Teradata Vantage from Teradata offers a broad spectrum of data management solutions, including database management, cloud data warehousing and data warehouse appliances. Its product portfolio is available through its own managed cloud and also on Amazon Web Services or Microsoft Azure. It enables organisations to run a range of diverse queries, in-database analytics and complex workload management.

8. Panoply

The data warehouse from Panoply automates data management tasks related to running big data in the cloud. The Panoply Smart Data Warehouse requires no schema, modelling or configuration. It also has an ETL-less integration pipeline that connects to structured and semi-structured data sources.

9. Snowflake Cloud Data Platform

The Snowflake Cloud Data Platform offers a cloud data warehouse built upon Amazon Web Services. It can load and optimise data from almost any source, both structured and unstructured. It supports standard SQL, and the tool requires no management and no infrastructure.

10. Yellowbrick Data Warehouse

Yellowbrick Data provides a data warehouse for distributed clouds that's easy to use and allows users to organise in private data centres, public clouds and the network edge. It has a modern analytics database devised for demanding batch, real-time, interactive and mixed workloads. The company regularly implements the latest advances in software and hardware protocols, combining them with smart thinking on database architecture.

Related: Marketing department roles and their responsibilities

Advantages of using a data warehouse

There are several benefits for organisations if they use a data warehouse, these include:

  • Saves time: Data warehouses allow businesses to access essential data quickly without having to rely relying on a technical expert. This means it's easier for a business to make fast decisions based on data at any time, improving efficiency.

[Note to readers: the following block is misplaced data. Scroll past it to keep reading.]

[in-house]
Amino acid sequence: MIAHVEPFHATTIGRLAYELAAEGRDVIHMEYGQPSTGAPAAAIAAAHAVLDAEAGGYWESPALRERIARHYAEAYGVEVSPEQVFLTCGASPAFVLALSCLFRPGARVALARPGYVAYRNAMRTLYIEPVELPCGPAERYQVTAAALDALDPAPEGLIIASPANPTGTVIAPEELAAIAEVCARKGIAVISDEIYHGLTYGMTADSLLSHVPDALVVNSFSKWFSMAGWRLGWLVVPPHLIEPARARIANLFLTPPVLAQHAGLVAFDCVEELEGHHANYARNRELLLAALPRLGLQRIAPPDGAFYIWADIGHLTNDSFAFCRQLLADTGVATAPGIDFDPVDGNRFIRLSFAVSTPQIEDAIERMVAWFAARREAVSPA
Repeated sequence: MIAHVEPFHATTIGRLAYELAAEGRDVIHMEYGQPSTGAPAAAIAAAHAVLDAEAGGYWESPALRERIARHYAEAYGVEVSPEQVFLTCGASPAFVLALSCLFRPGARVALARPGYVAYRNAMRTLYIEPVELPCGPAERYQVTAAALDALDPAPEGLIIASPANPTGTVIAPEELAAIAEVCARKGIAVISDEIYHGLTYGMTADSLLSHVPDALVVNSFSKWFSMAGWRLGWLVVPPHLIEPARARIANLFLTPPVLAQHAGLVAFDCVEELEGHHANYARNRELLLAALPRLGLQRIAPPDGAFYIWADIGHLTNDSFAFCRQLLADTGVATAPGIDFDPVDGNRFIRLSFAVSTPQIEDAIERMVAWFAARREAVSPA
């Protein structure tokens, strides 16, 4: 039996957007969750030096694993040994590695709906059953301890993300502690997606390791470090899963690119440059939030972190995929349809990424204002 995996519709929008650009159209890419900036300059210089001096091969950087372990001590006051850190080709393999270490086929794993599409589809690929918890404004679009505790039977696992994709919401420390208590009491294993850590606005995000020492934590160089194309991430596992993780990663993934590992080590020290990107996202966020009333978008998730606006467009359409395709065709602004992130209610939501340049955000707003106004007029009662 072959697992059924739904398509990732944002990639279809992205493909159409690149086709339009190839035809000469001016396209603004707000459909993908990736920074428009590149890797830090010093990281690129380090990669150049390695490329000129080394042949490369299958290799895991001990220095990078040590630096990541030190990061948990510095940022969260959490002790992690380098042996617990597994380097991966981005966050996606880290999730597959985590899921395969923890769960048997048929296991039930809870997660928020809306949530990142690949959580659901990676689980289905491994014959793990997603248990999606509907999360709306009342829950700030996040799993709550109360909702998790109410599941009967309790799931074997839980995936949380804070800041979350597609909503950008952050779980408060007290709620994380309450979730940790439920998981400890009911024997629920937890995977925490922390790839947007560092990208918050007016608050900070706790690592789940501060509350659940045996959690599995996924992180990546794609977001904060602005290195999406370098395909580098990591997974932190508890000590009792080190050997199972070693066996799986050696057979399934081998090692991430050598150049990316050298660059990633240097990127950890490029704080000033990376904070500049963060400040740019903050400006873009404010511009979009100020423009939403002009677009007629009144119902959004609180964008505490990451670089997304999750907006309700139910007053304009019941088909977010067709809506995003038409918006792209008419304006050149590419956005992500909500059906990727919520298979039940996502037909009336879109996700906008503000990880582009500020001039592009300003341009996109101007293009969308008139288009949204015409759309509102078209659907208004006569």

• Improves data quality: A data warehouse can improve the quality of an organisation's data because it refines and processes the data correctly before end-users access it. This includes eliminating inaccurate or duplicate data, which helps the organisation to operate more efficiently.

  • Is more convenient: Data warehouses can perform queries and analyses on a particular subject or business area. This allows companies to access the data that's most relevant to a particular query or challenge in an efficient and convenient way.

  • Enhances business intelligence: Data warehouses can enhance the quality of business intelligence by consolidating data from multiple different sources. Cross-referencing data from different sources manually can be a complicated, challenging and time-consuming task, so by eliminating this issue, a data warehouse improves the quality and accessibility of business intelligence.

  • Creates consistency: Data warehouses synchronise data from multiple sources, making business intelligence data more consistent. This can improve its quality, and users can be more certain that the data is full and accurate, to support more effective decision-making.

  • Increases return on investment: Though data warehouses require an initial investment, they offer businesses an increased return on investment, as the organisation can use its data more effectively. This can improve business strategies and help to generate increased sales and revenues.

  • Stores historical data: A data warehouse allows companies to store extensive historical data more easily. Past data can be useful for analysis and effective decision making, as it can help a business understand past successes and identify how to use these strategies again.

Please note that none of the companies, institutions or organisations mentioned in this article are affiliated with Indeed.